One-off Boat Tail is the tapered tip of Rolls-Royce's coachbuilding iceberg

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Rolls-Royce is open to taking additional requests for one-off cars from its wealthiest clients in the coming years. It doesn't plan to make coachbuilt vehicles the norm in order to maintain their exclusivity, however.

Rumored to cost nearly $30 million, the Boat Tail (pictured) introduced in May 2021 demonstrated what the BMW-owned British firm is capable of when money is truly no object. It's the product of a four-year development process that presumably cost several million dollars, and it was built at the request of three anonymous clients. It's the first car made since Coachbuild was promoted to a standalone division with the group, and it's very likely not the last.

"Our idea is to maybe do one project every second year. Whether it's three cars or one car will hinge very much on the idea of the clients, and also on our appetite for doing it," explained company boss Torsten Müller-Otvös in an interview with British magazine Autocar. He added Rolls-Royce has the luxury to turn down requests it doesn't like.

Precisely what will receive the firm's proverbial green light for production hasn't been specified. We're guessing future one-offs will need to adhere to the company's image, so transforming a humble Fiat 500 into a luxury car, Aston Martin Cygnet-style, is probably very low on the firm's list of priorities. Regardless, one-of-a-kind models won't roll out of the Rolls-Royce workshop on a weekly basis. Executives want to keep them "very rare," the CEO added, even if they receive numerous requests. Supply won't necessarily keep up with demand.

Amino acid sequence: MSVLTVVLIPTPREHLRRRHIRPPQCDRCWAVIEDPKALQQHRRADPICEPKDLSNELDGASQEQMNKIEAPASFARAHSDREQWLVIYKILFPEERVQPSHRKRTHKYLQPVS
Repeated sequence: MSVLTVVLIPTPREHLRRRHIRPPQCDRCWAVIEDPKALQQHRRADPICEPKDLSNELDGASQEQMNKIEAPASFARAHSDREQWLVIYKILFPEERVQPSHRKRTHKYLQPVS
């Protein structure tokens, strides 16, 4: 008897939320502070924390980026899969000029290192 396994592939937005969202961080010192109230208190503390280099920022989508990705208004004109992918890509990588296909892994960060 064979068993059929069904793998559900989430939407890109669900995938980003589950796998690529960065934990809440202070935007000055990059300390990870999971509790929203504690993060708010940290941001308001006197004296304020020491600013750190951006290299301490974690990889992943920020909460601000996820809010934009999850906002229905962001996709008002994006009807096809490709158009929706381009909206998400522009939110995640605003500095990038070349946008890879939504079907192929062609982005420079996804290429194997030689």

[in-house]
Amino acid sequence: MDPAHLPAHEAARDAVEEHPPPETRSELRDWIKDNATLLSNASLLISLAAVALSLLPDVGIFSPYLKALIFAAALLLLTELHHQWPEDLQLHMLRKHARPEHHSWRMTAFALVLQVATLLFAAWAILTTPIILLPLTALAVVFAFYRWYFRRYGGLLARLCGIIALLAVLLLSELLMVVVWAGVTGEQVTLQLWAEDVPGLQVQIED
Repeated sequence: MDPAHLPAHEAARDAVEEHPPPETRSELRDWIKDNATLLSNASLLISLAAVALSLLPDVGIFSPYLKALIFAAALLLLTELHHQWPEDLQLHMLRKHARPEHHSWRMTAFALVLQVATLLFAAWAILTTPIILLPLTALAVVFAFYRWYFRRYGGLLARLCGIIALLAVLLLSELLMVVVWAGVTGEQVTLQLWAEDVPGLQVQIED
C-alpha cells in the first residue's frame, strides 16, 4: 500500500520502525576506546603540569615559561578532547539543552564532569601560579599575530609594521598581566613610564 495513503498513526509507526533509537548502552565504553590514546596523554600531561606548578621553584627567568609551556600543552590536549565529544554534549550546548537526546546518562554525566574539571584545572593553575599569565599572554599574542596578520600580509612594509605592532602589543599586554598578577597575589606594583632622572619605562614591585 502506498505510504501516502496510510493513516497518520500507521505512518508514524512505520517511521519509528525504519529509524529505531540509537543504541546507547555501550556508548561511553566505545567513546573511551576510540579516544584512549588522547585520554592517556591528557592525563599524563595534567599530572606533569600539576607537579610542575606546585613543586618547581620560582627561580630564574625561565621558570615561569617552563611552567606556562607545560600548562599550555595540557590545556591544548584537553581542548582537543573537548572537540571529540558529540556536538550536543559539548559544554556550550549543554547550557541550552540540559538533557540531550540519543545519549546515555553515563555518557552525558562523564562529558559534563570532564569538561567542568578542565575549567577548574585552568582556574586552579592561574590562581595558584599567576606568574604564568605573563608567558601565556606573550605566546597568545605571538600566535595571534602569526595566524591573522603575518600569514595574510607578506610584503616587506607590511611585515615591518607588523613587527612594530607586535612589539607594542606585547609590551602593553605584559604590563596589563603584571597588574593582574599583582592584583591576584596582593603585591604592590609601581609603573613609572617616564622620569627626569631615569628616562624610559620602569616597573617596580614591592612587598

What comes next depends on what customers request (and are willing to pay for). Rolls-Royce is open to experimenting with different body styles and different powertrain types, including a fully electric system. It's reportedly working on its first electric model, which could be called Silent Shadow when it enters production, and this foundation could be used to make a coachbuilt car if a customer commissions it.

"There is no intention to boost any volume, because the intention clearly is to create projects that are significant for the brand's history in 70 or 100 years or so, and that are truly unique pieces. That also fits quite nicely into the heritage of Rolls-Royce with coachbuilding projects in the 1920s and the 1930s," Müller-Otvös concluded.

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